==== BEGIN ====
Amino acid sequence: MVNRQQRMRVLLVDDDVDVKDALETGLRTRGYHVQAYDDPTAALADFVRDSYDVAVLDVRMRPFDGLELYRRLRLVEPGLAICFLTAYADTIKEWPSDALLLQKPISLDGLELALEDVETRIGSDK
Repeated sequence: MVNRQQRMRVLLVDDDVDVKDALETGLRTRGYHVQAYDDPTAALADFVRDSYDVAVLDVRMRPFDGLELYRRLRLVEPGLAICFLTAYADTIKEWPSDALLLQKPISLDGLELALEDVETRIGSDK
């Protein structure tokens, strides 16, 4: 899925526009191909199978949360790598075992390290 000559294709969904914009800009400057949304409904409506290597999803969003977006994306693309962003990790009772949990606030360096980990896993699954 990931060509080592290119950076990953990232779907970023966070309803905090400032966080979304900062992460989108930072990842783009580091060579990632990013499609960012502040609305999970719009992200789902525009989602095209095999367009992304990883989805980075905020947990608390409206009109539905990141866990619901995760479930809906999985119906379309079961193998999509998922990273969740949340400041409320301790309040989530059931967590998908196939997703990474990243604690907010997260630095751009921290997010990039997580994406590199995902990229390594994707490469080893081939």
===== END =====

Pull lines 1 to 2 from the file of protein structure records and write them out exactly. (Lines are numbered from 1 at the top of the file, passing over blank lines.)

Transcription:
Amino acid sequence: MVNRQQRMRVLLVDDDVDVKDALETGLRTRGYHVQAYDDPTAALADFVRDSYDVAVLDVRMRPFDGLELYRRLRLVEPGLAICFLTAYADTIKEWPSDALLLQKPISLDGLELALEDVETRIGSDK
Repeated sequence: MVNRQQRMRVLLVDDDVDVKDALETGLRTRGYHVQAYDDPTAALADFVRDSYDVAVLDVRMRPFDGLELYRRLRLVEPGLAICFLTAYADTIKEWPSDALLLQKPISLDGLELALEDVETRIGSDK